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Biden’s Middle East policy is pragmatic but incomplete

US President Joe Biden speaks before the media at the White House on May 10, 2022. (REUTERS)
US President Joe Biden speaks before the media at the White House on May 10, 2022. (REUTERS)
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14 May 2022 09:05:17 GMT9
14 May 2022 09:05:17 GMT9

US President Joe Biden’s Middle East policy is based on pragmatism. He does not want to have a comprehensive Middle East strategy or a long rivalry in the region with either Russia or China. This philosophical orientation gives American diplomacy a great deal of flexibility.

The danger of such a foreign policy, however, is that pragmatism can be a goal in itself. Yet Biden and his senior advisers are still considerate of the historical and political factors that are key elements in the power game in the Middle East. For instance, the president is personally not endeared to the government of Egypt as far as its human rights policies are concerned, but he does not want a total breakdown in the relationship between his country and Cairo. However, it is certainly taking his team of foreign policy advisers a long time to formulate a coherent policy toward Egypt.

Gradually, the Biden administration is paying more attention to the Israeli-Palestinian conflict. It fears a total confrontation between the Israeli government and the Palestinian people, particularly over Al-Haram Al-Sharif. It is also working very hard to avoid another war in Gaza between Israel and Hamas. In this regard, it appreciates Egypt’s role in mediating and preempting any armed strife, especially the role of Cairo’s security forces in upholding its mediatory role. At the same time, Biden has been outspoken against the policies of detention and torture practiced by Egypt’s security apparatus.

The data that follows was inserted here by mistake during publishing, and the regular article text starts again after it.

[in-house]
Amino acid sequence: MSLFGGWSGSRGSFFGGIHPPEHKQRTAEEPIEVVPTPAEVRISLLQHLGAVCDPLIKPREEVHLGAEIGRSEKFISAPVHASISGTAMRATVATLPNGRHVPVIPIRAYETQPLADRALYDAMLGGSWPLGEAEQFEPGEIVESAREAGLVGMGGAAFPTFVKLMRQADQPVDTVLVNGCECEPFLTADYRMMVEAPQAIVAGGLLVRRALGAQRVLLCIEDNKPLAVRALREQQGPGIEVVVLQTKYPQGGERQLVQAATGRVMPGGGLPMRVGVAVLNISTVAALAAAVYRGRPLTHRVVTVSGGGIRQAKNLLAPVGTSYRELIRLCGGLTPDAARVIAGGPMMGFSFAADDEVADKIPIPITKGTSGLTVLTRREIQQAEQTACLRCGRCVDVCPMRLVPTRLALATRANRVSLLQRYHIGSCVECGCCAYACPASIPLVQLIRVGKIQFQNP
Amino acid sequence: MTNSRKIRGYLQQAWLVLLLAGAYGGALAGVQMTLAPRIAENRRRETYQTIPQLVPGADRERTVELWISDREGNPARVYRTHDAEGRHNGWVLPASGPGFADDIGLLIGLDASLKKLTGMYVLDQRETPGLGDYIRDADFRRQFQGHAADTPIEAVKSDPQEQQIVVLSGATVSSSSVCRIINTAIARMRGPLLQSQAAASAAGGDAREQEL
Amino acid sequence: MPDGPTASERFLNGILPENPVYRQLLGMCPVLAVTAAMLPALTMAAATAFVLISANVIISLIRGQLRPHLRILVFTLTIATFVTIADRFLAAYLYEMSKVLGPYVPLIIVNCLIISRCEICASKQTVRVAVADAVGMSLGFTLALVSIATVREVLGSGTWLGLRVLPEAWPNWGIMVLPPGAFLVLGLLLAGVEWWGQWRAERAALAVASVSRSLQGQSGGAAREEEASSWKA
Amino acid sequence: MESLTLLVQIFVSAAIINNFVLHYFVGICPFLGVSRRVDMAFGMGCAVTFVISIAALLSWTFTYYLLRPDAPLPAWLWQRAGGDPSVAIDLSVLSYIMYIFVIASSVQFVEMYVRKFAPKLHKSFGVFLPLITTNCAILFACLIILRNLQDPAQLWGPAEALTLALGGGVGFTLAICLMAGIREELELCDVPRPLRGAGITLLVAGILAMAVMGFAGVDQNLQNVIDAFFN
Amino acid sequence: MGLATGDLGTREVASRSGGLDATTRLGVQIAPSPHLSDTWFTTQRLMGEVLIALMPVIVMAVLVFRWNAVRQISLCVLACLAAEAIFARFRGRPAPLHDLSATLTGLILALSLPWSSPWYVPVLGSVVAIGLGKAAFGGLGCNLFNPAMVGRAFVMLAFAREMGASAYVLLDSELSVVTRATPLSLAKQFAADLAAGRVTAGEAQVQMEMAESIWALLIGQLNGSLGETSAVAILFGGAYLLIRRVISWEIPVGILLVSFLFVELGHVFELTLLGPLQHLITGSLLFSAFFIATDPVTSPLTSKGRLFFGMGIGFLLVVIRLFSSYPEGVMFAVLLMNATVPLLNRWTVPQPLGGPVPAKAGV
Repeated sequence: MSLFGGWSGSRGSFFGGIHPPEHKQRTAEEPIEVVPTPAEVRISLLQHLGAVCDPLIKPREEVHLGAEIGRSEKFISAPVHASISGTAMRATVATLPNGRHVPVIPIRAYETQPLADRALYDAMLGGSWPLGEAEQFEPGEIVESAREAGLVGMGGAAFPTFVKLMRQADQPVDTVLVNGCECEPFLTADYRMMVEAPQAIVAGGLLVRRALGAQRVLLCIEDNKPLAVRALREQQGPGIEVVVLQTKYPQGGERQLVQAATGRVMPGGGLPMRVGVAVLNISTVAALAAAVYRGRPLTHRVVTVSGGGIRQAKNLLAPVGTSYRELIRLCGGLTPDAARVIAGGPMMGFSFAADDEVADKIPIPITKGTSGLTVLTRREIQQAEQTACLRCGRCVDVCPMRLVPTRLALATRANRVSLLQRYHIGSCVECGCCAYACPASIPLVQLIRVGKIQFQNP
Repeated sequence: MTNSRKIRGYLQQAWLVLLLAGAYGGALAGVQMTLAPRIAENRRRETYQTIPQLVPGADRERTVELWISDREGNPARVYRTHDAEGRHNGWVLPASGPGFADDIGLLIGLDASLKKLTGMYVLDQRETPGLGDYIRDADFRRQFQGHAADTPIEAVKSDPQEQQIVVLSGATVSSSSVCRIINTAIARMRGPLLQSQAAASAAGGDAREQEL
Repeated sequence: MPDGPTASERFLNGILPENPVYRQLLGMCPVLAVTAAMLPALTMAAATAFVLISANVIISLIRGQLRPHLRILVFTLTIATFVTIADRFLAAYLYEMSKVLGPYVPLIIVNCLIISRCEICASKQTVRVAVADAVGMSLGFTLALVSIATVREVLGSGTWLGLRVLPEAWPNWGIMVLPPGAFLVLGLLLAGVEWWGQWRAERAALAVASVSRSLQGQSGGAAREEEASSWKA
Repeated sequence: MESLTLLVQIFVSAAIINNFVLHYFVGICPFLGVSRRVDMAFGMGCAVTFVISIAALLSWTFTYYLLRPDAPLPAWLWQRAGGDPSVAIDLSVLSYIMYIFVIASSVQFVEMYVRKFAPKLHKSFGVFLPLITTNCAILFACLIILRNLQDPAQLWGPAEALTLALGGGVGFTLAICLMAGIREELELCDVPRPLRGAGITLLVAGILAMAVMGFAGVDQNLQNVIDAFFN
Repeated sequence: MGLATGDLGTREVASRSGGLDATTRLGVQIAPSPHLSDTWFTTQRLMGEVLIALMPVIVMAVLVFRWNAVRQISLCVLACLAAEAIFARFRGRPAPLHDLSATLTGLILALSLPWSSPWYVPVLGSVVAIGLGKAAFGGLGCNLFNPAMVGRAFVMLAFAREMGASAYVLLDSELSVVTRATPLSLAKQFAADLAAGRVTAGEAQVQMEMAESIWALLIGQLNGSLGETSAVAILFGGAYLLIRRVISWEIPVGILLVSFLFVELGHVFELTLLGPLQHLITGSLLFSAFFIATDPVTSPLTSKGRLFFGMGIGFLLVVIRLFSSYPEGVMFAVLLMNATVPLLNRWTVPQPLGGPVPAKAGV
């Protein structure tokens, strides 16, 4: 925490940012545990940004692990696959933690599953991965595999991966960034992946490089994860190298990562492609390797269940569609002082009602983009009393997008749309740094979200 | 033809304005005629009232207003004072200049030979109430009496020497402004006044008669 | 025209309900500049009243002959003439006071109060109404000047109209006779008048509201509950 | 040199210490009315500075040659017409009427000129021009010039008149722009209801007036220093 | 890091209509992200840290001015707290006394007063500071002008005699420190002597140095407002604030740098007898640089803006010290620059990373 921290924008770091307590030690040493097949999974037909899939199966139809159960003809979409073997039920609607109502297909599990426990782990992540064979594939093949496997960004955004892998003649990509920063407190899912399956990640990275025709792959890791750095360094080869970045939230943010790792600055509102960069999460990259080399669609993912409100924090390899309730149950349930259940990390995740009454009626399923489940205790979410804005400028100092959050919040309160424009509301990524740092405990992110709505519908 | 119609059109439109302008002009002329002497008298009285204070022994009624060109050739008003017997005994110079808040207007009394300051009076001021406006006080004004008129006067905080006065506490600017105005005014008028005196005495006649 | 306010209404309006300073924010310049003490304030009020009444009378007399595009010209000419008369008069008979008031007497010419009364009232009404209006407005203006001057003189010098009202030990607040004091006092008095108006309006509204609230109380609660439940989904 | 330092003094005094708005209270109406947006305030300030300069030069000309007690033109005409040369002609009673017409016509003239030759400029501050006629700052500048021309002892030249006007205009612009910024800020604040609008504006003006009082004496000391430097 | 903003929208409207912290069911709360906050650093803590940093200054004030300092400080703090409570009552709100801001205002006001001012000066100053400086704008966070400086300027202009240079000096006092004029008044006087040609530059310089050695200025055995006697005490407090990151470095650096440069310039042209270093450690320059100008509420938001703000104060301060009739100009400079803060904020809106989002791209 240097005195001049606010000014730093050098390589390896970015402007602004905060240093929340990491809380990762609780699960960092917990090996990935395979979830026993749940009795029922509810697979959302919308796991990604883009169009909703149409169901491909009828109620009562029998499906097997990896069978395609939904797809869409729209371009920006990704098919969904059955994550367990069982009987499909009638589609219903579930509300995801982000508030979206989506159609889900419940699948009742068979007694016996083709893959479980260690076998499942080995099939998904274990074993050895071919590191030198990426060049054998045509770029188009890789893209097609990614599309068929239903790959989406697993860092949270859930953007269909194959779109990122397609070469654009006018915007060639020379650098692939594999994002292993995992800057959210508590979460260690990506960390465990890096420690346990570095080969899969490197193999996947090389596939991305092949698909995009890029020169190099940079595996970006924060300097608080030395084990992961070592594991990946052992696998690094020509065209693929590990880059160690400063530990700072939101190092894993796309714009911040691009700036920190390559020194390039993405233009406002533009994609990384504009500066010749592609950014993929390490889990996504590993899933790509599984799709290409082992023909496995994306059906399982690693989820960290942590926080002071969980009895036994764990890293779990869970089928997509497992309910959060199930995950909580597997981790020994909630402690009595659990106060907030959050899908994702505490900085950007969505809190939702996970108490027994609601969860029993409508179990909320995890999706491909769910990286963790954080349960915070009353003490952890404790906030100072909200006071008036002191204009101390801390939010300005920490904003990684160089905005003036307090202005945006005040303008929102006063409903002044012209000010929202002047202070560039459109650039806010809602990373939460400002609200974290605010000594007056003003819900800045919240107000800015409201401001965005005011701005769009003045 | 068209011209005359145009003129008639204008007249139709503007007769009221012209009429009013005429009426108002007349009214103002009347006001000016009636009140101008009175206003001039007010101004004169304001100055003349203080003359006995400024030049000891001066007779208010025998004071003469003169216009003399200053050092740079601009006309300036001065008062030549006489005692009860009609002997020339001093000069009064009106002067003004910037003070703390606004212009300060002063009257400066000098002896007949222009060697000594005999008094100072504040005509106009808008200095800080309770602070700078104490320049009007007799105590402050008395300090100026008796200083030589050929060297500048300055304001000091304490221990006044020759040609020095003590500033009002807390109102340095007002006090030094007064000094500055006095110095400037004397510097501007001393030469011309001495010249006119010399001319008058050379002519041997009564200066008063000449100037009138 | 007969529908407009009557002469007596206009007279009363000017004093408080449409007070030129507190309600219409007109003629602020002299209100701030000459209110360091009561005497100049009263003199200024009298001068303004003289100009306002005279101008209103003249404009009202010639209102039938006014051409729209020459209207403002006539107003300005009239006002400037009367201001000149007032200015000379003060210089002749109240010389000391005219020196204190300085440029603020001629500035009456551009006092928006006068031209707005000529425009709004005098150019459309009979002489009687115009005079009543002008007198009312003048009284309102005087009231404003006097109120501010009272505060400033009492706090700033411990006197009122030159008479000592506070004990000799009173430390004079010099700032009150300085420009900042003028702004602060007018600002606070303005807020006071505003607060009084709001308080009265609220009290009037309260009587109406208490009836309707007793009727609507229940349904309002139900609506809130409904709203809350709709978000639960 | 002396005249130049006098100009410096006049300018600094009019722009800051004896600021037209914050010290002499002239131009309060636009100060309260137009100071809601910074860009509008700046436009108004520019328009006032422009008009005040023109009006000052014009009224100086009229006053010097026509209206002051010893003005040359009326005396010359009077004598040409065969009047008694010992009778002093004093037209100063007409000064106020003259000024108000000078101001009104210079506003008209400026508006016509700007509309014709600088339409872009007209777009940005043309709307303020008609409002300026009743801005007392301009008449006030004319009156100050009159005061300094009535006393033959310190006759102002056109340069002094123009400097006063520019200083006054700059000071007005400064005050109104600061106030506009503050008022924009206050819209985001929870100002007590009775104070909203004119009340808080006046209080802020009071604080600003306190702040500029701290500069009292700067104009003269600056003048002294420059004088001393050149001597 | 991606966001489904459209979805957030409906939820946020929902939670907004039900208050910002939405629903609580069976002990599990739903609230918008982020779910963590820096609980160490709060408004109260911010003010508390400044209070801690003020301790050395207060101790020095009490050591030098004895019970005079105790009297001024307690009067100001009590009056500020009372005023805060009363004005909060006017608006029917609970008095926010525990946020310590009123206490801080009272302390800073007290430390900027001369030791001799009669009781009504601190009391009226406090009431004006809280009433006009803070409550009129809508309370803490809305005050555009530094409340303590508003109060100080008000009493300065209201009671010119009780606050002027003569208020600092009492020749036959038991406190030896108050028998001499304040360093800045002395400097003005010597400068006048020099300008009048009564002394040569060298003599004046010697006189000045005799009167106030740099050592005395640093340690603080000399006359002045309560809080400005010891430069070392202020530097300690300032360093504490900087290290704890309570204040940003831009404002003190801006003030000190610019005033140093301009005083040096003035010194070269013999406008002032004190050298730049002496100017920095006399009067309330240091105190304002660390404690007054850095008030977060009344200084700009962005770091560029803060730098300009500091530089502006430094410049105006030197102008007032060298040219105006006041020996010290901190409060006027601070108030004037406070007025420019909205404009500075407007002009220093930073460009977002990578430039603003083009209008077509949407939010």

The problem for Biden is that his Middle East policy is effectively admitting that many of the moves made by the administration of Donald Trump were correct. For example, during his presidential election campaign in 2020, Biden criticized Trump’s decision to withdraw American military forces from Syria, saying it allowed Russia to increase its influence. Since coming to power, however, he has not increased the size of the US military presence in the country.

The problem for Biden is that his Middle East policy is effectively admitting that many of the moves made by Trump were correct

Maria Maalouf

In Yemen, meanwhile, Biden cannot end the war quickly. He underestimated the opposition to his early decision to remove the Houthis from the US’ list of Foreign Terrorist Organizations. There could be a degree of hidden guilt among many of his top foreign policy bureaucrats that removing the Houthis’ terrorist designation was a huge mistake. The difficulty lies in the administration’s inability to find a political exit for itself so that it can once again label the Houthis as a terror group.

Lebanon represents another political dilemma for the Biden administration. It is slowly recognizing the existential threat that Hezbollah poses to the country, but it has never criticized the group in public. The only criticism of Hezbollah came from US Ambassador to Lebanon Dorothy Shea, who called for a fair and transparent election process. It is now dawning on the officials in the Biden administration that Hezbollah is the group that will destroy Lebanon if the country succeeds in holding a fair election. This was a policy adopted by the Trump administration and Biden criticized it at the time. However, he cannot reverse it.

Biden can still float the idea of a partnership, especially with Saudi Arabia and Egypt. At least such an approach would enlist their help in resolving a few aspects of the tinderbox situation between the Israelis and the Palestinians. This way, he will also not alienate them from the traditional outline of American diplomacy in the Middle East, which has continued for more than seven decades. Furthermore, he can achieve limited cooperation with both Russia and China to help stabilize the situation between the Palestinians and the Israelis and also to cultivate a modicum of political order in Syria.

Finally, if Biden is pragmatic enough to admit that Trump was right on the Houthis’ terrorist designation and on Hezbollah, he can gain political support from the Republicans. Therefore, Biden’s success in terms of his Middle East strategy depends on him building a working relationship between the Democrats and the Republicans, which would allow him to implement successful policies, especially against ruthless terror groups.

  • Maria Maalouf is a Lebanese journalist, broadcaster, publisher and writer. She has a master’s degree in political sociology from the University of Lyon. Twitter: @bilarakib
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